Henry v. Cash Biz, LP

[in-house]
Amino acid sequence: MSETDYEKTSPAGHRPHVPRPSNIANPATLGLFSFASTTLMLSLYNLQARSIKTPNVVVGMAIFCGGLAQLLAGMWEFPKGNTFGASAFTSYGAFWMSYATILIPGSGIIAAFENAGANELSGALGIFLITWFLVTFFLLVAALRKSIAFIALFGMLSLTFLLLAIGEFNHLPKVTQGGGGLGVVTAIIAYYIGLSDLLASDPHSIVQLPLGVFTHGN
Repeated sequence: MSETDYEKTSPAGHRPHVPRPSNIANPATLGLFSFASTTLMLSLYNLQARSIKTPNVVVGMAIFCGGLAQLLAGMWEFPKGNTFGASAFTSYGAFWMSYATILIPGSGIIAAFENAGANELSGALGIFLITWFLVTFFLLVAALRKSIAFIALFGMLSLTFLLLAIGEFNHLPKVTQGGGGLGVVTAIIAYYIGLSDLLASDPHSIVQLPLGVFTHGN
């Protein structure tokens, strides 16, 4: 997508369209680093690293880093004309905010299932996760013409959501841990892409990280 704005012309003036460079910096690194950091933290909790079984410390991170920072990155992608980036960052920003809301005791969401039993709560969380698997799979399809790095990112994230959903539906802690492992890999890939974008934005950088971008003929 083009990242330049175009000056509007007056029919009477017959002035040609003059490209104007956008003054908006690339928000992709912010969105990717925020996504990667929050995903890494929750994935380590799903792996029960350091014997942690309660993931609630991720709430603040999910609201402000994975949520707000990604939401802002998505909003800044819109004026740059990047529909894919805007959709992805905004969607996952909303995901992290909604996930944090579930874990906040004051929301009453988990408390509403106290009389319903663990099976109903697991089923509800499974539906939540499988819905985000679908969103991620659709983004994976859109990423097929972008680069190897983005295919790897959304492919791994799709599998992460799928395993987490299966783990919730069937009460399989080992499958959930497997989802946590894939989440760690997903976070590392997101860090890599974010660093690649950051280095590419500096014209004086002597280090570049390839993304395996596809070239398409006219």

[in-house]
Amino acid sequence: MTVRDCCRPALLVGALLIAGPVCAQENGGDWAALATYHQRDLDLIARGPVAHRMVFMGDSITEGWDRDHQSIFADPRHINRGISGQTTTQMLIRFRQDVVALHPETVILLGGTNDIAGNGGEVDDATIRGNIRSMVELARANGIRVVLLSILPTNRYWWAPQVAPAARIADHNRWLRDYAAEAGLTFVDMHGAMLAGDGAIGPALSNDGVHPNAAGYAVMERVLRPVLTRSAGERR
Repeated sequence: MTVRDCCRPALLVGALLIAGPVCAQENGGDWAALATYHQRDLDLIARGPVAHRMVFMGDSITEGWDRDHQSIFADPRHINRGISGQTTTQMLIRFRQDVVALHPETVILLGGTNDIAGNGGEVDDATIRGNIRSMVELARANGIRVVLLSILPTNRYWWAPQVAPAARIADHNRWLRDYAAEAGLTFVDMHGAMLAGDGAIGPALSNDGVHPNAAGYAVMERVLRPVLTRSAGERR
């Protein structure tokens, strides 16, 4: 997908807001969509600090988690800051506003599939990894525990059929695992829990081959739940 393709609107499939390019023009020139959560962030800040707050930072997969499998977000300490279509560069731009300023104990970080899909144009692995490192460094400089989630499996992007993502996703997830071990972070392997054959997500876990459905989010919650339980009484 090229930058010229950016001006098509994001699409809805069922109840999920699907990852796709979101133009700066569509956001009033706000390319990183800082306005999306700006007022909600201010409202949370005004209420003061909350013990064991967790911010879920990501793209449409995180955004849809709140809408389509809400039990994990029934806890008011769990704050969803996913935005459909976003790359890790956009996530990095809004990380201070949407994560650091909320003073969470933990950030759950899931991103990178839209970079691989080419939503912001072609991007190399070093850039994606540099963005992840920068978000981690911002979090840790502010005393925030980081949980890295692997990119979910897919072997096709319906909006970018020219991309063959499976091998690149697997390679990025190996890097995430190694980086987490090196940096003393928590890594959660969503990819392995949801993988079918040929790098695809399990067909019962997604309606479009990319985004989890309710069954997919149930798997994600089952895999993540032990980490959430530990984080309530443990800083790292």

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In this case involving an arbitration provision in short-term loan contracts the Supreme Court affirmed the judgment of the court of appeals ruling (1) the borrowers’ claims against the lender came within the arbitration provision, and (2) the lender did not waive its right to arbitrate by providing information to the district attorney that checks written to the lender by the borrowers had been returned for insufficient funds. The borrowers sued the lender, claiming that the lender wrongfully used the criminal justice system to collect unpaid loans by filing false charges against them. The lender responded by filing a motion to compel arbitration. The trial court denied the motion, concluding that the arbitration clause was inapplicable because the borrowers' claims related solely to the lender’s illegal use of the criminal justice system and that the lender waived its right to arbitration by substantially invoking the judicial process. The court of appeals reversed. The Supreme Court affirmed, holding (1) the borrowers’ claims were within the scope of the arbitration provision; and (2) the lender did not substantially invoke the judicial process, and therefore, there was no evidence to support the trial court’s finding the the lender waived its right to arbitrate. View "Henry v. Cash Biz, LP" on Justia Law